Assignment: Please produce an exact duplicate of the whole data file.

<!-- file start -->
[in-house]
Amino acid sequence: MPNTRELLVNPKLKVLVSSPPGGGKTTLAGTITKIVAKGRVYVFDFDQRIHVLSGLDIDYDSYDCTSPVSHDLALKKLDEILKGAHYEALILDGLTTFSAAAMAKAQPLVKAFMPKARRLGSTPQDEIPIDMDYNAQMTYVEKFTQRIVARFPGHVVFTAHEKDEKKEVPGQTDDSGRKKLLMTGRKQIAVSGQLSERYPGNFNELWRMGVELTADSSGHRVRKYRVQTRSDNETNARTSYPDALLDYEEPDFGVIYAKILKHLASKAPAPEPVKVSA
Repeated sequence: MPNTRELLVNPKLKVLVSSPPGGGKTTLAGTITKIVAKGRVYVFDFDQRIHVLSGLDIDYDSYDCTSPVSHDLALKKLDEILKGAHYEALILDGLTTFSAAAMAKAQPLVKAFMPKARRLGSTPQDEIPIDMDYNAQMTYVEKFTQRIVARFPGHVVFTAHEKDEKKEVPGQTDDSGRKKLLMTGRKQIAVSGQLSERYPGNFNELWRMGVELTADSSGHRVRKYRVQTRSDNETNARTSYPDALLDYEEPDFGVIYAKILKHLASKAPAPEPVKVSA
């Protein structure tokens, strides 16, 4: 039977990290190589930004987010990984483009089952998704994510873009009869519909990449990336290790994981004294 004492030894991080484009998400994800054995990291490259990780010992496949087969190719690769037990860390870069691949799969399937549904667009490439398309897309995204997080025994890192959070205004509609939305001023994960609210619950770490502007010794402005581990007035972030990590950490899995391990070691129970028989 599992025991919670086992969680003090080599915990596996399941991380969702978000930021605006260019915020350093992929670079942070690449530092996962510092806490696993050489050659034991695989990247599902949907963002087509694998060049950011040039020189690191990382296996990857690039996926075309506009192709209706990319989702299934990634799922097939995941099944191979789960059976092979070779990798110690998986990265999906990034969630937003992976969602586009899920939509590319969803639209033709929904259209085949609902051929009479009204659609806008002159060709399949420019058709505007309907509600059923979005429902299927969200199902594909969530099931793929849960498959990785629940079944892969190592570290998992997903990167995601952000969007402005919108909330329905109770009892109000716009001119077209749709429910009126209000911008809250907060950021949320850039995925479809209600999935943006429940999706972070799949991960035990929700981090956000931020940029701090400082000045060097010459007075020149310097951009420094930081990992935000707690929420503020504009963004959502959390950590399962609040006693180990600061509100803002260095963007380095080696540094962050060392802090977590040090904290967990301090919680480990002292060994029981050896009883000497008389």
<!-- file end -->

[in-house]
Amino acid sequence: MPNTRELLVNPKLKVLVSSPPGGGKTTLAGTITKIVAKGRVYVFDFDQRIHVLSGLDIDYDSYDCTSPVSHDLALKKLDEILKGAHYEALILDGLTTFSAAAMAKAQPLVKAFMPKARRLGSTPQDEIPIDMDYNAQMTYVEKFTQRIVARFPGHVVFTAHEKDEKKEVPGQTDDSGRKKLLMTGRKQIAVSGQLSERYPGNFNELWRMGVELTADSSGHRVRKYRVQTRSDNETNARTSYPDALLDYEEPDFGVIYAKILKHLASKAPAPEPVKVSA
Repeated sequence: MPNTRELLVNPKLKVLVSSPPGGGKTTLAGTITKIVAKGRVYVFDFDQRIHVLSGLDIDYDSYDCTSPVSHDLALKKLDEILKGAHYEALILDGLTTFSAAAMAKAQPLVKAFMPKARRLGSTPQDEIPIDMDYNAQMTYVEKFTQRIVARFPGHVVFTAHEKDEKKEVPGQTDDSGRKKLLMTGRKQIAVSGQLSERYPGNFNELWRMGVELTADSSGHRVRKYRVQTRSDNETNARTSYPDALLDYEEPDFGVIYAKILKHLASKAPAPEPVKVSA
């Protein structure tokens, strides 16, 4: 039977990290190589930004987010990984483009089952998704994510873009009869519909990449990336290790994981004294 004492030894991080484009998400994800054995990291490259990780010992496949087969190719690769037990860390870069691949799969399937549904667009490439398309897309995204997080025994890192959070205004509609939305001023994960609210619950770490502007010794402005581990007035972030990590950490899995391990070691129970028989 599992025991919670086992969680003090080599915990596996399941991380969702978000930021605006260019915020350093992929670079942070690449530092996962510092806490696993050489050659034991695989990247599902949907963002087509694998060049950011040039020189690191990382296996990857690039996926075309506009192709209706990319989702299934990634799922097939995941099944191979789960059976092979070779990798110690998986990265999906990034969630937003992976969602586009899920939509590319969803639209033709929904259209085949609902051929009479009204659609806008002159060709399949420019058709505007309907509600059923979005429902299927969200199902594909969530099931793929849960498959990785629940079944892969190592570290998992997903990167995601952000969007402005919108909330329905109770009892109000716009001119077209749709429910009126209000911008809250907060950021949320850039995925479809209600999935943006429940999706972070799949991960035990929700981090956000931020940029701090400082000045060097010459007075020149310097951009420094930081990992935000707690929420503020504009963004959502959390950590399962609040006693180990600061509100803002260095963007380095080696540094962050060392802090977590040090904290967990301090919680480990002292060994029981050896009883000497008389």